Gaza: Battle of Khan Younis threatens largest operational hospital

Israeli forces engaged in the battle to seize the main city in southern Gaza have intensified their bombardment near the largest operational hospital in the enclave. This has prompted patients and residents to flee, fearing that the ongoing conflict may devastate the city.

Publication: 18.01.2024 - 15:29
Gaza: Battle of Khan Younis threatens largest operational hospital
Abone Ol google-news

The ongoing battle in Khan Younis, now in its fourth month, represents the most significant confrontation of the year. The city is currently providing shelter to hundreds of thousands of people who fled from the north earlier in the war.

Medecins Sans Frontieres, a charity with doctors at Nasser Hospital in Khan Younis, reported that patients and displaced individuals taking refuge there were fleeing in a state of panic. In Rafah, further south, a distressing scene unfolded as 16 bodies, mostly covered in white shrouds, lay on bloodstained cobbles outside a morgue. This included members of the Zameli family, whose home was destroyed in an overnight strike. Tragically, half of the victims were small children, a heartbreaking sight that left onlookers in sorrow.

Amid the rubble of the obliterated home, a girl's tattered schoolbag remained as a poignant reminder of the tragedy. Ten-year-old Mahmoud al-Zameli, a cousin who lived next door and narrowly escaped the devastation, expressed his grief, saying, "Yesterday, I was playing with the children over there. They have all died. I'm the only one still alive."

With over 24,000 Palestinians killed and much of Gaza in ruins after more than three months of war, Israel has indicated its intention to de-escalate ground operations and shift to smaller-scale tactics. However, before doing so, Israel appears resolute in capturing all of Khan Younis, which it claims serves as a key base for Hamas fighters responsible for the October 7th breach of the border, resulting in 1,200 casualties and 240 hostages.

Israelis marked the first birthday of the youngest hostage, Kfir Bibas, who was not among the women and children released during a week-long truce in late November. While Hamas asserts that Kfir, along with his 4-year-old brother Ariel and their mother Shiri, was killed in an Israeli airstrike, no images confirming their deaths have been released, unlike in the cases of other hostages.

Israeli President Isaac Herzog, speaking at the World Economic Forum in Davos, Switzerland, called for global efforts to free Kfir and all the hostages, emphasizing, "His whereabouts are unknown."

As the fighting in Khan Younis encroaches upon Nasser Hospital, the largest functioning hospital in the area, concerns mount that it may face a siege similar to Shifa, the main hospital in the north, captured by Israeli forces in November. Abu El-Abed displaced multiple times with his family during the war, expressed his alarm, stating, "What is happening in Khan Younis now is complete madness: the occupation bombards the city from all directions, both from the air and the ground. It resembles the events in Gaza before the capture of Al Shifa Hospital In the last three days, entire residential districts in the city center and the eastern town of Abassan have been destroyed."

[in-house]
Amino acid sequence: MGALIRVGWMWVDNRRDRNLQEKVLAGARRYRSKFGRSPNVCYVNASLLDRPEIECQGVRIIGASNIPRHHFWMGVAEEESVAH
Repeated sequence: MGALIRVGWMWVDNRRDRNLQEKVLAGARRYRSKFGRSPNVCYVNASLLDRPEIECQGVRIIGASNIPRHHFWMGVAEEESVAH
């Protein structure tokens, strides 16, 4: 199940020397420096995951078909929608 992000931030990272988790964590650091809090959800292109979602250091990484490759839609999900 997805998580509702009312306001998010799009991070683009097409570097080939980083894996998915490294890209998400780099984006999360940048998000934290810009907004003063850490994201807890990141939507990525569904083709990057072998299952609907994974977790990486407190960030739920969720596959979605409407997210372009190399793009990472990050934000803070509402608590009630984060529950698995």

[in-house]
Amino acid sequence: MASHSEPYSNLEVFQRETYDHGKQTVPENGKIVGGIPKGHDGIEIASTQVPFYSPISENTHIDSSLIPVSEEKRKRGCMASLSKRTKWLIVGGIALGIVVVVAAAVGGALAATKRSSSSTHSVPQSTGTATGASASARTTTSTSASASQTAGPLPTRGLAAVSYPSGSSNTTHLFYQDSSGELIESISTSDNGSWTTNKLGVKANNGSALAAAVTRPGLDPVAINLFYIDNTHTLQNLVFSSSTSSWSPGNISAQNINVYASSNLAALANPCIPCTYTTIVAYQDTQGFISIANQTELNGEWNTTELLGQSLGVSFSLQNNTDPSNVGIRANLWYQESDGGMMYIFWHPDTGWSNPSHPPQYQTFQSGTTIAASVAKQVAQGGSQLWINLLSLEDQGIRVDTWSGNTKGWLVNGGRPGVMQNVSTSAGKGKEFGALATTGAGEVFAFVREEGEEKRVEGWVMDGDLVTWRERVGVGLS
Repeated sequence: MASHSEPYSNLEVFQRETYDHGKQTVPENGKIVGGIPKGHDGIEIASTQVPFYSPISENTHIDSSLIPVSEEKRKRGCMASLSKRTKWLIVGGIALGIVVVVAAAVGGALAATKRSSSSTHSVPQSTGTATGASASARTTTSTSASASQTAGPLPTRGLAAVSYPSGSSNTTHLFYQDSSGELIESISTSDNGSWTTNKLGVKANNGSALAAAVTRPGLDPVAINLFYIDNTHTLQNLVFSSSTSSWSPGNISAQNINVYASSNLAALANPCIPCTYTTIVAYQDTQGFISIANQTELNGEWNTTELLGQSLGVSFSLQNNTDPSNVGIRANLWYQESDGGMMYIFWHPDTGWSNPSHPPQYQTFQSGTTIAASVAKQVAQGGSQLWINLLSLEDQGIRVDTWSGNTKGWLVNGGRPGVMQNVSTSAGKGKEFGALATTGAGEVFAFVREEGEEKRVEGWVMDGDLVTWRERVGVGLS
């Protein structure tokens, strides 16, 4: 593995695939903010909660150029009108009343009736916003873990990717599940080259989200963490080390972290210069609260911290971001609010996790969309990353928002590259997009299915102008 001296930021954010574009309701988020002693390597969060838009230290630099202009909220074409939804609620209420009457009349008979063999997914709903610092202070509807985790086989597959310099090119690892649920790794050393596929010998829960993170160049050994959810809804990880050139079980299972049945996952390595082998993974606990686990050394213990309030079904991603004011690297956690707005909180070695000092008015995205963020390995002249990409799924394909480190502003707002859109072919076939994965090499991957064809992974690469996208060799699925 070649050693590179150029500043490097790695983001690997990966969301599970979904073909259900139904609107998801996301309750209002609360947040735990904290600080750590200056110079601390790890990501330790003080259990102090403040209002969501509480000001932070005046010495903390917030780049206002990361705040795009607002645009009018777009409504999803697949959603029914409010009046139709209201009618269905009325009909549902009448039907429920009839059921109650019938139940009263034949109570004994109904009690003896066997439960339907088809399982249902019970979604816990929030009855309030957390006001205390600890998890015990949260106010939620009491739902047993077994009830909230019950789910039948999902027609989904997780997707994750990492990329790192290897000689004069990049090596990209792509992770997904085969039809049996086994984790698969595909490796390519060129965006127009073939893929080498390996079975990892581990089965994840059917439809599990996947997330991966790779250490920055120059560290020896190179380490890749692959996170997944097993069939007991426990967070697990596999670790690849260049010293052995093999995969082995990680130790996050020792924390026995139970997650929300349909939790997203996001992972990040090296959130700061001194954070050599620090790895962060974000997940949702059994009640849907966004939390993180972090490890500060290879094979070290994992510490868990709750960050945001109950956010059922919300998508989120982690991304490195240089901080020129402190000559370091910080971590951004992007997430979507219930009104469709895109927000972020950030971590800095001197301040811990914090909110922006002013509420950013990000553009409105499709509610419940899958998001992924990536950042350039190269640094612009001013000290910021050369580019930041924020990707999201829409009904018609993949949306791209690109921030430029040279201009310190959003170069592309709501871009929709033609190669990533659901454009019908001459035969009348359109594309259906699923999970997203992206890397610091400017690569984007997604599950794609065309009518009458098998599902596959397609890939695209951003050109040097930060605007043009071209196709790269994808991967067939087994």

Khan Younis is currently cut off from communication due to a week-old mobile phone and internet blackout. Gazans can only communicate with the outside world by accessing Egyptian or Israeli mobile networks near the border fence.

The Israeli military reported that it had killed 60 fighters in the previous 24 hours, including 40 in Khan Younis. While these figures are difficult to verify, they provide some insight into the location and intensity of the fighting. With two-thirds of Gaza's hospitals, including all medical facilities in the northern half of the enclave, already non-functional, losing Nasser Hospital would severely limit the trauma care available for Gaza's 2.3 million residents.

According to Medecins Sans Frontieres, Israeli forces heavily bombed the area near Nasser Hospital without issuing an evacuation order, causing patients and displaced civilians seeking refuge there to flee in panic. Leo Cans, the Head of Mission for Palestine at MSF, who reached the hospital, described the situation as dire, with widespread bombings and shootings, resulting in complex injuries requiring extensive surgery. He emphasized the urgent need for the violence to cease.

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